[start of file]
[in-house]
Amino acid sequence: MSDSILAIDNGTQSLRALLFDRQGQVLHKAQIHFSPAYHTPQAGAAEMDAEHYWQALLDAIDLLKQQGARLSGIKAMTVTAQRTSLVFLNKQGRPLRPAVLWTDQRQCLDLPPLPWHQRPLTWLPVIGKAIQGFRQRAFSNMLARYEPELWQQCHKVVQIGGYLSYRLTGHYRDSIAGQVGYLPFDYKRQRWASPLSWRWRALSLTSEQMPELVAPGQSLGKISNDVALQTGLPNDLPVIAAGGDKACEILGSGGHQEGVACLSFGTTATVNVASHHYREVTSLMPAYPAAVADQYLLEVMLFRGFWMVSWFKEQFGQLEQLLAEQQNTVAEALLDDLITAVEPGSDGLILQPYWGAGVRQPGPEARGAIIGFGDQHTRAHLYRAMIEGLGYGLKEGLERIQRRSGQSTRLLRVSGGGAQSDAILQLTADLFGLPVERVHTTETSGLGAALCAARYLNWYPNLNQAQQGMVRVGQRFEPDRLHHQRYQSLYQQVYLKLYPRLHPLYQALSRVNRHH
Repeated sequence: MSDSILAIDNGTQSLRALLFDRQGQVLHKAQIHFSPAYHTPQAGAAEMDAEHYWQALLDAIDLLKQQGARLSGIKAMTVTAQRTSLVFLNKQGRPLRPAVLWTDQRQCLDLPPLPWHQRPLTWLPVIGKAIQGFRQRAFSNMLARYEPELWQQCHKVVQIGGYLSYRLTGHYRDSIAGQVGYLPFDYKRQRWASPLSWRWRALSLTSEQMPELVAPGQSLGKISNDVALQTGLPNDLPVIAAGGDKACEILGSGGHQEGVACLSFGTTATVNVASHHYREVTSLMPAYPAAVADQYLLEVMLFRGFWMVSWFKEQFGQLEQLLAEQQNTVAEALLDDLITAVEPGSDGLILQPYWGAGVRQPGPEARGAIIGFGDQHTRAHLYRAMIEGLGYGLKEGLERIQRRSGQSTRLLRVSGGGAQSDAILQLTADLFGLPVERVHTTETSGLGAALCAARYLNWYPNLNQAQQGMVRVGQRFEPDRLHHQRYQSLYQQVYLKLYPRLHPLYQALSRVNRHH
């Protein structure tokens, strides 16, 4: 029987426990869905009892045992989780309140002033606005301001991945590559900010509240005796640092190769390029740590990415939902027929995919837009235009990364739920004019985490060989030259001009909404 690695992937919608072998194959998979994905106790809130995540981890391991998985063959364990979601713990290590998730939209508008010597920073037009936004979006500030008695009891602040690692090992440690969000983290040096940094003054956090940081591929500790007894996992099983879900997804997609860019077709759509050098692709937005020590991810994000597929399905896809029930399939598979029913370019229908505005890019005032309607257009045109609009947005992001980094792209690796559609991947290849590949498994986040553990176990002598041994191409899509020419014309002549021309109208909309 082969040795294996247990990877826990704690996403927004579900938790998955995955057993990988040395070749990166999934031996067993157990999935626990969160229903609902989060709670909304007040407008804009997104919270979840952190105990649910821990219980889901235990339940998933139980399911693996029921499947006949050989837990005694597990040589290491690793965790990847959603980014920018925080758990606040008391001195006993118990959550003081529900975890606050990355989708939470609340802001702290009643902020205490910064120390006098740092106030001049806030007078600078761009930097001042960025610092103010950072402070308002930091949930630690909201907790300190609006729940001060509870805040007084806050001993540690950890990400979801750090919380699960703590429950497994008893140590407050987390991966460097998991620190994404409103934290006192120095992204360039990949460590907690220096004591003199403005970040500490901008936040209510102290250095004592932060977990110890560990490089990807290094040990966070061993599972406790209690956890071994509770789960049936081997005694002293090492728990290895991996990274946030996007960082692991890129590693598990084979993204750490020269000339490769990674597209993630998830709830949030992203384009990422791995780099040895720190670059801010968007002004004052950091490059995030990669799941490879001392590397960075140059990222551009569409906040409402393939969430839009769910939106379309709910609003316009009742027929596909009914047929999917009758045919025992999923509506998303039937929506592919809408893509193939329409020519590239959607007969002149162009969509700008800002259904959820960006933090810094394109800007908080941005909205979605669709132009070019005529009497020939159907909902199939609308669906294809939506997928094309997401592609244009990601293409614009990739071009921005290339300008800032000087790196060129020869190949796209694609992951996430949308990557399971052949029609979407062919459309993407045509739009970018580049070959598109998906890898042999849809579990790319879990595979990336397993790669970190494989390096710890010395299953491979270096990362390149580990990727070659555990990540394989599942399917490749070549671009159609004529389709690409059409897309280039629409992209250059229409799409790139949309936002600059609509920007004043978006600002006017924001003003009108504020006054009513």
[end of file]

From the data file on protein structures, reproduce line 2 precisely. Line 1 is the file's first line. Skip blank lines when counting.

Amino acid sequence: MSDSILAIDNGTQSLRALLFDRQGQVLHKAQIHFSPAYHTPQAGAAEMDAEHYWQALLDAIDLLKQQGARLSGIKAMTVTAQRTSLVFLNKQGRPLRPAVLWTDQRQCLDLPPLPWHQRPLTWLPVIGKAIQGFRQRAFSNMLARYEPELWQQCHKVVQIGGYLSYRLTGHYRDSIAGQVGYLPFDYKRQRWASPLSWRWRALSLTSEQMPELVAPGQSLGKISNDVALQTGLPNDLPVIAAGGDKACEILGSGGHQEGVACLSFGTTATVNVASHHYREVTSLMPAYPAAVADQYLLEVMLFRGFWMVSWFKEQFGQLEQLLAEQQNTVAEALLDDLITAVEPGSDGLILQPYWGAGVRQPGPEARGAIIGFGDQHTRAHLYRAMIEGLGYGLKEGLERIQRRSGQSTRLLRVSGGGAQSDAILQLTADLFGLPVERVHTTETSGLGAALCAARYLNWYPNLNQAQQGMVRVGQRFEPDRLHHQRYQSLYQQVYLKLYPRLHPLYQALSRVNRHH